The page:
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  • Anonymous

    Posted January 17, 2008

    Almost the perfect Battle of Midway book

    It seems at this late date that there is little point in trying to retell the much-told story of the Battle of Midway, the subject of numerous well-written books that have already covered the subject thoroughly. Thus, Peter Smith¿s new book initially struck me as a pointless exercise in restating what has already been stated, or so I thought. Well, I was wrong. Smith has managed to pull off the unexpected in producing a new account of the battle that pretty much surpasses the scope of anything previously seen in this category. In simple terms, the extent of his research in both the U.S. and Japan and the total effort he put into the project are truly amazing. That¿s not to say that this is the perfect book on the Battle of Midway, which has yet to be written. To be sure, Smith¿s perspectives on the battle are extremely well founded and should, for the most part, resonate well with almost anyone who does not have already have a very thorough knowledge of it. But for those who do, the book does have several relatively minor misstatements of fact or interpretation that are subject to correction or at least debate. There are also an inordinate number of typographical and structural errors in the text that should have been fixed in the editing process. But the good news is that those criticisms do not significantly detract from an immense body of work that, on balance, is still one of the very best Midway histories ever produced. I¿d give it four and a half stars here were that possible, but since it isn¿t, I reluctantly have to call it four. Absent the arguable assertions and numerous typos, this indeed would be an outstanding, five-star book.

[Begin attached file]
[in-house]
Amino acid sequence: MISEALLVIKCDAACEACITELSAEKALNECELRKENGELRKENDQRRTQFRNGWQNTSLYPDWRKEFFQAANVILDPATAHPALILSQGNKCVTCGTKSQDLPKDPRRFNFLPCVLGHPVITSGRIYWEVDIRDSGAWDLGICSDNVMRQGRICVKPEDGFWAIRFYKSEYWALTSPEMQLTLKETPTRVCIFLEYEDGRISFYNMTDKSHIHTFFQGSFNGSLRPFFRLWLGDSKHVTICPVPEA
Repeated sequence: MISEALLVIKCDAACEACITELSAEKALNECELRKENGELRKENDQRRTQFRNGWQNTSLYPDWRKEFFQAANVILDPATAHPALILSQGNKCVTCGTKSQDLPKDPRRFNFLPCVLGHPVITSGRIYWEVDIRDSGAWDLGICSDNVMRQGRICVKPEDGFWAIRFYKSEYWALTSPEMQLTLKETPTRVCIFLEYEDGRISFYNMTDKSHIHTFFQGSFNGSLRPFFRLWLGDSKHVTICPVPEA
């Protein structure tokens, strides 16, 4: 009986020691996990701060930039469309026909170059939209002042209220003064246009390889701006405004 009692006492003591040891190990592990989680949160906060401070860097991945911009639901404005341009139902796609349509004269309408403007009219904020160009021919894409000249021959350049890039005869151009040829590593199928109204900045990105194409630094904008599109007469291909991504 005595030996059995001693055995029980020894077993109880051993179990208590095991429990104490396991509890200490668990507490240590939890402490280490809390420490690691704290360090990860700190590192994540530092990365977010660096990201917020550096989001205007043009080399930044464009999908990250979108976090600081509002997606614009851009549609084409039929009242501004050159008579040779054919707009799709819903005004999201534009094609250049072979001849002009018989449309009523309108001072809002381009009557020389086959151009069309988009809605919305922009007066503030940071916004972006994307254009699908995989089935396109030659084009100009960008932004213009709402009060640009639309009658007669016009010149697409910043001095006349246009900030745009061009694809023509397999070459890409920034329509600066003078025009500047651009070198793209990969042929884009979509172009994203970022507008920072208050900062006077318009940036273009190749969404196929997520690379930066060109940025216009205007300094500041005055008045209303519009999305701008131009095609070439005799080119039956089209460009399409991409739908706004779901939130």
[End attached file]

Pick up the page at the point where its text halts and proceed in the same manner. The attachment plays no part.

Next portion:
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  • Anonymous

    Posted January 6, 2008

    A New Look at a Major Battle of WW II

    Peter Smith¿s controversial research will evoke lively discussion among students of the Battle of Midway. The English historian¿s fresh view of the battle reviews the facts objectively and examines the international ramifications of the battle. His coverage of the world wide importance of Midway in setting the high tide of Axis expansion supports Robert Morgenthau¿s assertion in his Newsweek article that the State of Israel could not have been founded if the Japanese had been victorious at Midway.

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  • Anonymous

    Posted June 3, 2009

    No text was provided for this review.

  • Anonymous

    Posted December 14, 2009